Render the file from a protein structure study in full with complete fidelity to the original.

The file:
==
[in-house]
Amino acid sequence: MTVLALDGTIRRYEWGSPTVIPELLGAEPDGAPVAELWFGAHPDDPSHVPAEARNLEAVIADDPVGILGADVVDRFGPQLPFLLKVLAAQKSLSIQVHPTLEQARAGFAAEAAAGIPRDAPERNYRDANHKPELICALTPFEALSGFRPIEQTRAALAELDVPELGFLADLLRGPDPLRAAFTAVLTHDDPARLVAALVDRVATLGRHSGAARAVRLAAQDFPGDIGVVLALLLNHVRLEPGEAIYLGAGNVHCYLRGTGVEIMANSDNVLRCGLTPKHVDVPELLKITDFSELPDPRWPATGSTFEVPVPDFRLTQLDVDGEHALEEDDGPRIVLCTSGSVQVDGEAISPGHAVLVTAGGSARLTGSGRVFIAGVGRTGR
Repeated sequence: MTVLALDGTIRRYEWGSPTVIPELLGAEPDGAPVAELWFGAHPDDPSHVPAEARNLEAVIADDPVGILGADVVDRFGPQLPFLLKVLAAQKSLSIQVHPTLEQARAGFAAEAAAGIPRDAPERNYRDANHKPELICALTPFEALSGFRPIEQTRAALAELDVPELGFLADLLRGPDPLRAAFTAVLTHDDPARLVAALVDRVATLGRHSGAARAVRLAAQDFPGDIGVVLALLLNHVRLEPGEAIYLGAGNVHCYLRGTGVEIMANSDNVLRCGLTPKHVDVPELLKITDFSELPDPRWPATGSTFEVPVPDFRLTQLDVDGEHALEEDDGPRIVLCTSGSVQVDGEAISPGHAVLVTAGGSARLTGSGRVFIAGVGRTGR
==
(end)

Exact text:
[in-house]
Amino acid sequence: MTVLALDGTIRRYEWGSPTVIPELLGAEPDGAPVAELWFGAHPDDPSHVPAEARNLEAVIADDPVGILGADVVDRFGPQLPFLLKVLAAQKSLSIQVHPTLEQARAGFAAEAAAGIPRDAPERNYRDANHKPELICALTPFEALSGFRPIEQTRAALAELDVPELGFLADLLRGPDPLRAAFTAVLTHDDPARLVAALVDRVATLGRHSGAARAVRLAAQDFPGDIGVVLALLLNHVRLEPGEAIYLGAGNVHCYLRGTGVEIMANSDNVLRCGLTPKHVDVPELLKITDFSELPDPRWPATGSTFEVPVPDFRLTQLDVDGEHALEEDDGPRIVLCTSGSVQVDGEAISPGHAVLVTAGGSARLTGSGRVFIAGVGRTGR
Repeated sequence: MTVLALDGTIRRYEWGSPTVIPELLGAEPDGAPVAELWFGAHPDDPSHVPAEARNLEAVIADDPVGILGADVVDRFGPQLPFLLKVLAAQKSLSIQVHPTLEQARAGFAAEAAAGIPRDAPERNYRDANHKPELICALTPFEALSGFRPIEQTRAALAELDVPELGFLADLLRGPDPLRAAFTAVLTHDDPARLVAALVDRVATLGRHSGAARAVRLAAQDFPGDIGVVLALLLNHVRLEPGEAIYLGAGNVHCYLRGTGVEIMANSDNVLRCGLTPKHVDVPELLKITDFSELPDPRWPATGSTFEVPVPDFRLTQLDVDGEHALEEDDGPRIVLCTSGSVQVDGEAISPGHAVLVTAGGSARLTGSGRVFIAGVGRTGR